The Sununu Center is run by the state Department of Health and Human Services, which includes the Juvenile Justice Division.

In an agreement forged as the state secured federal funds to build the Sununu Center, Wilkins was classified as a structure “contributing” to the overall history of the state-run facility.

Wilkins and other structures that were a significant part of the past were given some protection in the agreement, which called for the DHHS to consult with the Division of Historical Resources on any plans affecting the designated buildings.

It was a costly compromise from any angle. DHHS spokeswoman Kris Neilsen said the 2014 budget allowed $1.8 million for upkeep and maintenance on the remaining buildings from the YDC era that are not part of Sununu Center operations.

The expense of preserving history caught Pappas’ eye last year, his first on the Executive Council, when the lowest bid to repair the brick smokestack at the YDC Boiler House, one of the designated historic structures, came in at over $200,000. Pappas was alarmed again at the total price of a later contract to install an elevator and improve access to the Administrative Building, which opened in 1937.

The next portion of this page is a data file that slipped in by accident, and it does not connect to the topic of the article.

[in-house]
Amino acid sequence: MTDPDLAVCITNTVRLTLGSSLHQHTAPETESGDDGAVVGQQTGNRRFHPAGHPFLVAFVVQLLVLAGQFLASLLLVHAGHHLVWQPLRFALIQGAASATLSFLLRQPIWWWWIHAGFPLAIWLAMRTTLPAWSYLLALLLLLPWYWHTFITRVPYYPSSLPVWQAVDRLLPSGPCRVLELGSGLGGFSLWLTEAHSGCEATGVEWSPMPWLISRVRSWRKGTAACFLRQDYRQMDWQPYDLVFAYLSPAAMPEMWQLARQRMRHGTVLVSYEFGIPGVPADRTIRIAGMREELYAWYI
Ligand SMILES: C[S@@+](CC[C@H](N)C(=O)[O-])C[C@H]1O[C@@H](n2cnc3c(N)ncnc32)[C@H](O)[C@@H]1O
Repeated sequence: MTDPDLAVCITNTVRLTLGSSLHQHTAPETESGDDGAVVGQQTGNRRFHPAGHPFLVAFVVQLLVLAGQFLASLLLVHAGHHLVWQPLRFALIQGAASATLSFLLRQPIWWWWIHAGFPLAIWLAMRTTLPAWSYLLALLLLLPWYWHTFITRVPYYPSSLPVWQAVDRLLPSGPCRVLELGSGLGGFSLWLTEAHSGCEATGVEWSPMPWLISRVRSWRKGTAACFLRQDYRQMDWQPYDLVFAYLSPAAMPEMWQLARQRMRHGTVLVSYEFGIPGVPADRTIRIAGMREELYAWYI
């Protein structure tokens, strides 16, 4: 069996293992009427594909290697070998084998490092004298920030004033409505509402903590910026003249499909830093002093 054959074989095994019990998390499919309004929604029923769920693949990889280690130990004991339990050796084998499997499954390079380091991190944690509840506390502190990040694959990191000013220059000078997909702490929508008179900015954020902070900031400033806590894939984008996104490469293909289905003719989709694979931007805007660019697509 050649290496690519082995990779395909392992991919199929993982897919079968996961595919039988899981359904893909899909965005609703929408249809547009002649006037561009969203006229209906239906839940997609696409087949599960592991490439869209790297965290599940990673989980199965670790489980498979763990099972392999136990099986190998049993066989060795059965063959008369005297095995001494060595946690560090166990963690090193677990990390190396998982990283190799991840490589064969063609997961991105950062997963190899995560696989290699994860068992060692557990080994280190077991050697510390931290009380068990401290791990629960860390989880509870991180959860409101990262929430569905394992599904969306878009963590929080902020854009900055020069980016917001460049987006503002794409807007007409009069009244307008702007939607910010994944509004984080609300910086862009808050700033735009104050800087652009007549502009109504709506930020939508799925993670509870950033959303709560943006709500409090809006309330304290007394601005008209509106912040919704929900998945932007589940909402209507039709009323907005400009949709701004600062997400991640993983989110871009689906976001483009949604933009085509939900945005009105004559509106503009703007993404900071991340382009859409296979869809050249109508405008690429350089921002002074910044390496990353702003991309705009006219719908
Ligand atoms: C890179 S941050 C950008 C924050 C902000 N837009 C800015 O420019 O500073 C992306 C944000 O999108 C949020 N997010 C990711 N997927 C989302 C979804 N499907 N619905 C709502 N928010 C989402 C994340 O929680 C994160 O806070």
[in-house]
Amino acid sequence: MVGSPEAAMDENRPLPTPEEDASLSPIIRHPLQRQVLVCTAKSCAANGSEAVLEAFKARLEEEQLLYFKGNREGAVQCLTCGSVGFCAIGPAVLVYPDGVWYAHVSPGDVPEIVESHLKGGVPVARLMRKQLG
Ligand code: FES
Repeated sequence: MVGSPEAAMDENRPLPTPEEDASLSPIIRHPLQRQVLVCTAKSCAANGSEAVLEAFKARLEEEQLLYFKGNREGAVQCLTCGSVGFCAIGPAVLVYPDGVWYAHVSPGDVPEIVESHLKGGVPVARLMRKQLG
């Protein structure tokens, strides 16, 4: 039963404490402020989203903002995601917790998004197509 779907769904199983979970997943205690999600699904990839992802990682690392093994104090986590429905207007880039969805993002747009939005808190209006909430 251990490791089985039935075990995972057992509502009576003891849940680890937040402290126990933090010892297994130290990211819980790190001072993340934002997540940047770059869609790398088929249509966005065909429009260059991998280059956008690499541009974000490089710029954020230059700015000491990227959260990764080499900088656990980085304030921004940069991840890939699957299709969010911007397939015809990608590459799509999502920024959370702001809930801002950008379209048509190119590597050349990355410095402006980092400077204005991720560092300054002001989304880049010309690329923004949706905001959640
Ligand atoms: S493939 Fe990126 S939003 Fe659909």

“They’re expensive to fix,” Pappas said. “But because of the historic designation, that kind of repair needed to be done and it came with a high price tag.”

The historic designation was recognized in a memorandum of understanding signed following a detailed report commissioned by the state. Preservation consultant Elizabeth Durfee Hengen broke down the facility’s history from the initial land purchase in 1855 of farmland once owned by Revolutionary War hero Gen. John Stark and the construction that followed.